… that more than 50 trees were damaged in the July 11 storm. Some were uprooted; others lost branches, both large and small. About half of the ComEd customers in town were without power for at least a few hours, and service on the Purple Line was suspended temporarily on July 11 (as it had been during the June 25 storm). Noyes Street between Wesley and Asbury was blocked off totally – even the alleys (except for the wily TG and a camera). For some, it was four days or more before lights, TVs and computers were back up and running.
… that traffic lights that had turned into four-way stops because of the power outage were causing backups at Main and Ridge, Dempster and Asbury and several other places. The Greenleaf/Dodge light, however, was knocked out not by a storm but by a traffic accident that knocked down the traffic signal mast arm and a traffic signal pole on the southwest corner, Utilities Director Dave Stoneback told the RT. The mast arm controls south bound Dodge traffic, and the traffic signal pole handles east/west Greenleaf traffic. With both of these down there was not enough signal visibility to operate the signal safely, so that is why it was operated in flash mode, he said.
… that the City has engaged Schroeder & Schroeder of Skokie to replace this summer’s quota of curbs and sidewalks. The bid for alley paving was awarded to A. Lamp Concrete Contractor of Schaumburg. And the City has renewed its agreement with Motorola for police radio services.
… that, despite former misgivings by some City Council members, the City will purchase a 2007 Ford F-250 animal control vehicle from the Village of Wilmette for $19,700. Instead of the proposal for us to pick up their dead animals, the City is buying just the truck and will pick up our own animals with it.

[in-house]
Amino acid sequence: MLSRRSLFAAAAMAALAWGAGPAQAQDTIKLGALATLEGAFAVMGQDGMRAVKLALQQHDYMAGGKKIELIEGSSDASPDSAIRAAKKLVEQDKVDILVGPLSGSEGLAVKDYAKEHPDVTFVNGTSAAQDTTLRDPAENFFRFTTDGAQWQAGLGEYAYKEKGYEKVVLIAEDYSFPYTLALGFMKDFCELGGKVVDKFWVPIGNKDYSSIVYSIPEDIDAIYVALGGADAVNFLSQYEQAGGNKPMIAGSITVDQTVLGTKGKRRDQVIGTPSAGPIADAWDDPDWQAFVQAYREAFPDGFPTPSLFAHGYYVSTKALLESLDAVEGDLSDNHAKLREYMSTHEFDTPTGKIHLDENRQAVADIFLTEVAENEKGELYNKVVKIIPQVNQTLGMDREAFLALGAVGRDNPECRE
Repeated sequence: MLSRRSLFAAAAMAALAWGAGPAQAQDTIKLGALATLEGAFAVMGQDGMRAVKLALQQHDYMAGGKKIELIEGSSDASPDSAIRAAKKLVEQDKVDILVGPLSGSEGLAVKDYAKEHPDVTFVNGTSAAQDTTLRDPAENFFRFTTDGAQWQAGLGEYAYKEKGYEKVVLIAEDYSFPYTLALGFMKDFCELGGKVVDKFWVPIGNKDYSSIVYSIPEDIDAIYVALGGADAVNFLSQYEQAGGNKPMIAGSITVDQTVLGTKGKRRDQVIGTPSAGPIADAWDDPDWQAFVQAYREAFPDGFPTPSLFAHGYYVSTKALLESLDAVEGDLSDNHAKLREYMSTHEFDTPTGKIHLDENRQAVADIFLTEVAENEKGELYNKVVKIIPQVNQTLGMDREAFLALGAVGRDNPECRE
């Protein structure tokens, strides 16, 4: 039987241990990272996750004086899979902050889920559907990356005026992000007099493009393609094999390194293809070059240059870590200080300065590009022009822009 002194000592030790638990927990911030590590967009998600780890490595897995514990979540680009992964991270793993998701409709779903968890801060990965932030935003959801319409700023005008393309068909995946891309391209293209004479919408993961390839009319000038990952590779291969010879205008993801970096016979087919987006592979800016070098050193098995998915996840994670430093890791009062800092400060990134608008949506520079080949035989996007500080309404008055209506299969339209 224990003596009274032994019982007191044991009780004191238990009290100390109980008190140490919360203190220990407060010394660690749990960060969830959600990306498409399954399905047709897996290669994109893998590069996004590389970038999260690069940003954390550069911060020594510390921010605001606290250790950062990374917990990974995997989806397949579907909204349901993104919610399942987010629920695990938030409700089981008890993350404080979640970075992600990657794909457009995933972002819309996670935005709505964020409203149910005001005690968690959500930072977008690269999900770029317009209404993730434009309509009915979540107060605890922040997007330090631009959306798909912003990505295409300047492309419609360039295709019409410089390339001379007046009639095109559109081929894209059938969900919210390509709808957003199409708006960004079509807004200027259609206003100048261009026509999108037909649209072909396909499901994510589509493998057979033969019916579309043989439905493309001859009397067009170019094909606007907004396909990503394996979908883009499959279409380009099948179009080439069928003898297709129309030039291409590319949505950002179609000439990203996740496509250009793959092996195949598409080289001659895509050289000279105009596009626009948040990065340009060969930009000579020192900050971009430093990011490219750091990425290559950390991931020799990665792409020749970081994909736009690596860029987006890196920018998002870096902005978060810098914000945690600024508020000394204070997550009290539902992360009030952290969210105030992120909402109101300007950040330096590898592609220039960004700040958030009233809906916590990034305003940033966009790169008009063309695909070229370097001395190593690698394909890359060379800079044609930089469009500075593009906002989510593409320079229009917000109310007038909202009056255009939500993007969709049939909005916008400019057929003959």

… that the new 2012 vehicle sticker, designed by graphic artist and Sixth Ward alderman Mark Tendam, combines the logos of the five organizations that had vied for exclusive position on the sticker: The Cradle, The Evanston Day Nursery, Mather LifeWays, Evanston Community Foundation and the Chessman Club of the North Shore. Some City officials think this may be the last vehicle sticker ever, as the City may purchase vehicle-recognition software that recognizes (sans sticker) whether the wheel tax has been paid. However, it was pointed out that vehicles without some sort of sticker often receive tickets in Chicago.
… that a water main near Wesley and Dempster burst last week, gushing up though the street and prying some of the parkway sod loose. No one seemed particularly upset about this minor gusher erupting curbside on an otherwise calm, sunny afternoon. Water was shut off in the area for a few hours the next day.
… that the City will receive planning staff assistance services delivered by the Chicago Metropolitan Agency for Planning (CMAP) to develop a water efficiency program for the City of Evanston. This could be a good deal, because our water rate and sewer rates frequently increase so the City can pay off the loans taken out to pay for infrastructure upgrades. Compounding the problem (for the ratepayer, that is) is the fact that as residents kick into conservation/stewardship mode and use less water, the City still needs money to pay off these loans … and, ta-da, rate hikes. So a plan could benefit everyone, even if it just gives notice of proposed cost increases.
… that the City Council continues to ratify the largesse – or you could call it ‘seed money’ – of the City’s Economic Development Committee. The Central Street Business Association, the Dr. Hill Merchants Association, the Chicago-Dempster Merchant Association, the Main Street Merchants Association, the WestEnd Business Association will each receive $5,000. Hecky’s Barbeque, 1902 Green Bay Road, will receive about $11,500 for façade improvements (going halvsies with the City). Gordon Foods (for whom the City secretly gutted the green building ordinance) will receive $100,000 for environmental remediation (about a third of the estimated cost) at their proposed new site at 2424 Oakton. Finally – and of course TG loves this one – the City has agreed to absorb up to $66,000 “for costs associated with construction permit fees for the Chicago Transit Authority’s project replacing the viaducts on Grove, Dempster and Greenleaf streets.” Speaking of the CTA, TG hears that universal fare cards for PACE, Metra and the CTA might be in the offing in the next few years. This makes a lot of sense. Metra charges by the distance and CTA by the ride, so there has to be a computer program somewhere that can combine the two.